The History of the Amsterdam Marathon
“If you want to run, run a mile. If you want to experience a different life, run a marathon.” Emil Zatopek
The decision to run the Amsterdam Marathon was taken in 1974 by AV’23. The athletics club soon realized that it needed help from other sporting groups and athletic clubs to organize an race of this size. AV’23 found this support in Blauw Wit, Sagitta, ADA, ATOS and Startbaan.
The 1st Amsterdam Marathon as it is known today was ran on 3 May 1975. The start and finish line were at the Olympic Stadium. The 1st marathon was won by Joergen Jensen from Denmark who ran the distance in 2.16.51. 12 months later Karel Lismont, European champion (Helsinki, 1971) and 2nd a the Munich Olympic Games in 1972 came to Amsterdam. He was a small, tough athlete, still regarded by a lot of people as the best marathon runner of all time, won the race in extremely hot weather conditions. Another marathon legend, Bill Rodgers, came to Amsterdam 12 months later. The USA citizen, who had previously taken out the Boston marathon in 1975, finished 1st in the fantastic time of 2.09.55.
The Amsterdam Marathon remained on Dam square until 1989. The Marathon’s new start and finish line became Museumplein. Via the newly-constructed Amsterdam ArenA, the Amsterdam marathon finally returned to its original home, the Olympic Stadium. Organized in Nov. for the first time, the 1996 Amsterdam Marathon was an outstanding success and improved in the years that followed.
The still unknown Kenyan Joseph Chebet, who ran his 1st marathon outside his home country in blustery and windy weather conditions, presented Amsterdam once more with another wonderful finishing time for men-2.10.57. He was followed by his countryman Sammy Korir, who won in both 1997 (2.08.24) and 1998 in (2.08.13). In that same year the Amsterdam Marathon also saw its fastest woman runner. Catherina McKiernan from Ireland who ran a fabulous time of 2.22.23.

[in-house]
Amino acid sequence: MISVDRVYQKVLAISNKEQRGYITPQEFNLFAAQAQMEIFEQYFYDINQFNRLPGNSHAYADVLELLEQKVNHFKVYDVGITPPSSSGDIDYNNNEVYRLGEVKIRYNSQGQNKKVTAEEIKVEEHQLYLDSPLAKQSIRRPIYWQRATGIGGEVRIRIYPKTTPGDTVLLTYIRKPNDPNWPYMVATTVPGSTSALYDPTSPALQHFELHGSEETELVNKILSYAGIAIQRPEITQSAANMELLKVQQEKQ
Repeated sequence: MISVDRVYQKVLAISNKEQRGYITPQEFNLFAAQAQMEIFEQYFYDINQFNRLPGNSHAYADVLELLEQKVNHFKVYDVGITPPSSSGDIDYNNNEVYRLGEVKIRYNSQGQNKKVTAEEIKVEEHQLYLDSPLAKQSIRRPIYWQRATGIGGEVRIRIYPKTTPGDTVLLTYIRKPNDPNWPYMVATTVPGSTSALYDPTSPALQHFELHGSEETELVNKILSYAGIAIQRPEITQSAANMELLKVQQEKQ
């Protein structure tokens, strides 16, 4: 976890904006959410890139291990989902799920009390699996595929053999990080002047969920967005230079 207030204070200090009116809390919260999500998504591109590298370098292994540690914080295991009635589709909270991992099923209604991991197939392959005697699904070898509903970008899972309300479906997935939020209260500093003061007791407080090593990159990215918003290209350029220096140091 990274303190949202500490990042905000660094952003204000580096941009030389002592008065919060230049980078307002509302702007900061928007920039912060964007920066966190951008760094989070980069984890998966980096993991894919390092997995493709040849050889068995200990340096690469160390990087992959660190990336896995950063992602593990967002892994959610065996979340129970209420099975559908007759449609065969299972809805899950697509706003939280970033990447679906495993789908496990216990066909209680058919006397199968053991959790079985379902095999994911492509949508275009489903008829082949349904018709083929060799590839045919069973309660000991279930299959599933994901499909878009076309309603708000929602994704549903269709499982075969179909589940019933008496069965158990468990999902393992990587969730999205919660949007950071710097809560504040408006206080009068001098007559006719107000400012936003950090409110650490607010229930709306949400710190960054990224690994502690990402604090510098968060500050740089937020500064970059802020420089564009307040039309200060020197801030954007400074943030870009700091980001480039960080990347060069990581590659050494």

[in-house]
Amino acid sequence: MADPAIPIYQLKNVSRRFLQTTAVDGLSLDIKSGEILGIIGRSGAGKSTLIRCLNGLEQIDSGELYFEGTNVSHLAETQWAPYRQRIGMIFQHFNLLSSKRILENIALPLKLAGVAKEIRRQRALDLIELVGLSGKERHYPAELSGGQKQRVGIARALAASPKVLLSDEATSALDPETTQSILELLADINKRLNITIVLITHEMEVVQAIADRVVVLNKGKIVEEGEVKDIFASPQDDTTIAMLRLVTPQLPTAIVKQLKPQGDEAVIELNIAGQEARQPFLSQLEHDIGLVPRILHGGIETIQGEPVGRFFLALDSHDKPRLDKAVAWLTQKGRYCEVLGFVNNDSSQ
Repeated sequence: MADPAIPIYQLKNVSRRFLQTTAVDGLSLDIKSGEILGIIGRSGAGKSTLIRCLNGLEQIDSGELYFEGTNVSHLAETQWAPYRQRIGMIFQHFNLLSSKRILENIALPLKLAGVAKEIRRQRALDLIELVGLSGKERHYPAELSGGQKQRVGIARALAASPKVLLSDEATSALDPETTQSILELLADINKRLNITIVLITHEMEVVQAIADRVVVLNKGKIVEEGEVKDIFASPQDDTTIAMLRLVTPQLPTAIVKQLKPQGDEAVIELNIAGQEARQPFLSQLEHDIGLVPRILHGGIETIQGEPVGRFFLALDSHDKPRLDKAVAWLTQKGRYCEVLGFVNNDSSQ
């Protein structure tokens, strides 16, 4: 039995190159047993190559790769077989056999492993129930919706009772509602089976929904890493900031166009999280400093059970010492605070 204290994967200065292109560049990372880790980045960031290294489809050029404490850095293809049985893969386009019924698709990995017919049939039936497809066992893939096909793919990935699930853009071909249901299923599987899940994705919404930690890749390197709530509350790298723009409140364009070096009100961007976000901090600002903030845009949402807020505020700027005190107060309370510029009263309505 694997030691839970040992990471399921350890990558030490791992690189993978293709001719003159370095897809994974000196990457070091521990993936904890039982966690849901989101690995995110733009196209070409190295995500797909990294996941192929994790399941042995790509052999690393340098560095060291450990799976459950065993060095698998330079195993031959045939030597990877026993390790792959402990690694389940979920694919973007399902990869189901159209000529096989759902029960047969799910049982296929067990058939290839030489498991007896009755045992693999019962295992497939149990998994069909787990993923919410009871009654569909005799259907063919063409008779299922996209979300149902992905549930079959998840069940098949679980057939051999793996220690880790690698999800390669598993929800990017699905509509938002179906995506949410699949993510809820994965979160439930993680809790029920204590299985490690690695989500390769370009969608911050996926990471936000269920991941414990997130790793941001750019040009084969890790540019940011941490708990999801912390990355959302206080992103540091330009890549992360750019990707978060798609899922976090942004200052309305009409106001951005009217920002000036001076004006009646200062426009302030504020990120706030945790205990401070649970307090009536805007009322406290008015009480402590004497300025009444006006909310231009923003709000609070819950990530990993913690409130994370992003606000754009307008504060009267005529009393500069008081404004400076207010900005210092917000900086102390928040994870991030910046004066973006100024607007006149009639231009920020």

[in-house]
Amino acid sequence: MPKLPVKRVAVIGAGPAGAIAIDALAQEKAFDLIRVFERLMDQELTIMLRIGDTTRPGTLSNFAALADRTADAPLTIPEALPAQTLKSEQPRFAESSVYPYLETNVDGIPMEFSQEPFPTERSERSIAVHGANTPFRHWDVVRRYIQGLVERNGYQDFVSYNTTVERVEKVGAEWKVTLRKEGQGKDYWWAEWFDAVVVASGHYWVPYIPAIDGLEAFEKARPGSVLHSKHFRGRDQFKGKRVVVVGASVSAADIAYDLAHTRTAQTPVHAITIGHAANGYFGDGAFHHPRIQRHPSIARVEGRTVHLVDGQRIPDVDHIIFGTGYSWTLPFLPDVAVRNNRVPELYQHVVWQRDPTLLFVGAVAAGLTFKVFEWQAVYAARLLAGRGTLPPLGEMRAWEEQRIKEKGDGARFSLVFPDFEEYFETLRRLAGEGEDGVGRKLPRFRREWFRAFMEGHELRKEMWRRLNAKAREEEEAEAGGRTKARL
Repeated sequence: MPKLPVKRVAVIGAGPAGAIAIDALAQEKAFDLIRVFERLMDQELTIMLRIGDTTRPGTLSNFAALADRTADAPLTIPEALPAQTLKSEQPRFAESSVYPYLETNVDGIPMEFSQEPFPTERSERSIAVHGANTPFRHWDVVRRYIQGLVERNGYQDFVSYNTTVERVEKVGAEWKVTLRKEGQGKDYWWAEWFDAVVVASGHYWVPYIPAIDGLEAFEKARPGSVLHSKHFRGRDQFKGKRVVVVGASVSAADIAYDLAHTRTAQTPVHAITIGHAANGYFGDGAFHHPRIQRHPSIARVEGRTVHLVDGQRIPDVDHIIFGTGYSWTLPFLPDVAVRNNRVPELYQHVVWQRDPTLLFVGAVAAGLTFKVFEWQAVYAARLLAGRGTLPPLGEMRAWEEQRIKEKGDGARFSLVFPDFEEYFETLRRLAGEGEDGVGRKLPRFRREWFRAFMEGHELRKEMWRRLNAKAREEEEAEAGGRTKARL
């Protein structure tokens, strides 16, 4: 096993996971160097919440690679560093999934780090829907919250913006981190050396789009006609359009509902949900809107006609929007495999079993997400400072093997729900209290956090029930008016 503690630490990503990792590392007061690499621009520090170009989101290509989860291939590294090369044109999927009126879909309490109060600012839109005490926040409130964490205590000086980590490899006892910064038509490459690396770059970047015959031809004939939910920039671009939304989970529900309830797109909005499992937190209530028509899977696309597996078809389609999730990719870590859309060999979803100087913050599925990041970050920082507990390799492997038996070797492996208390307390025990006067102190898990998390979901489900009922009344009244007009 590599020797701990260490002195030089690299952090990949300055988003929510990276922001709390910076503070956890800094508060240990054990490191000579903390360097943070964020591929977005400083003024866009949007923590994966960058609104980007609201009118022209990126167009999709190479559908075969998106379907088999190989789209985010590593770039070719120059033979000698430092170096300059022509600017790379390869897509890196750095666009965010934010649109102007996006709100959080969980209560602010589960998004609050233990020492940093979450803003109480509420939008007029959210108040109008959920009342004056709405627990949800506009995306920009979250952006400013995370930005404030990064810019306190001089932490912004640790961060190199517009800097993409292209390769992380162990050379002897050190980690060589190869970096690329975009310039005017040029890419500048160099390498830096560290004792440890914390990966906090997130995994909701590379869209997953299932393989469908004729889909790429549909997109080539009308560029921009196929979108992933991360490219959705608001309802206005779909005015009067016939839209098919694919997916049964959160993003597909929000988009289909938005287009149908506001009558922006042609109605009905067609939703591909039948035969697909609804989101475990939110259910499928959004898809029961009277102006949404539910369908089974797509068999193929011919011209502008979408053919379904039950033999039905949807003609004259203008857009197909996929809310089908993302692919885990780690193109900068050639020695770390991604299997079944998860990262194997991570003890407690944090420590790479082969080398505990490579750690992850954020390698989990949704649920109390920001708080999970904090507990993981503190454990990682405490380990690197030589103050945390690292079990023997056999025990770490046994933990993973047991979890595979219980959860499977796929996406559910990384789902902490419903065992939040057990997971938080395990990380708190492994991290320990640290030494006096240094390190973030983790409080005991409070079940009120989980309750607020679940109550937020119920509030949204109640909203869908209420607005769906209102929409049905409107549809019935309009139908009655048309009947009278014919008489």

An international breakthrough was the marathon of 1999 when no less than 5 runners finished the 42.195 metres in under 2.10.00. 4 even finished under 2.07.00. They were: Fred Kiprop (Kenya, 2.06.47), Tesfaye Jifar (Ethiopia, 2.06.49), William Kiplagat (Kenya, 2.06.50) and Tesfaye Tola (Ethiopia, 2.06.57), occupying respectively 5th, 6th, 7th and 9th places that year. These performances helped Amsterdam into the world’s top-10 list of best marathon cities (where it ranks number 7).
In response to requests from the many amateur athletes who wanted to finish within a certain time limit, the race organizers introduced a 6-hour time limit for the full marathon in 2001. The finish venue in 2000, the Olympic Stadium also became the start venue in 2001. Thanks to the sports achievements of Frenchman Driss El Himer (2.07.02) and Josphat Kiprono (2.07.06) Amsterdam went up to number 4 on the world’s list of fastest marathon cities, again confirming the Marathon’s growing importance since the late 1990’s.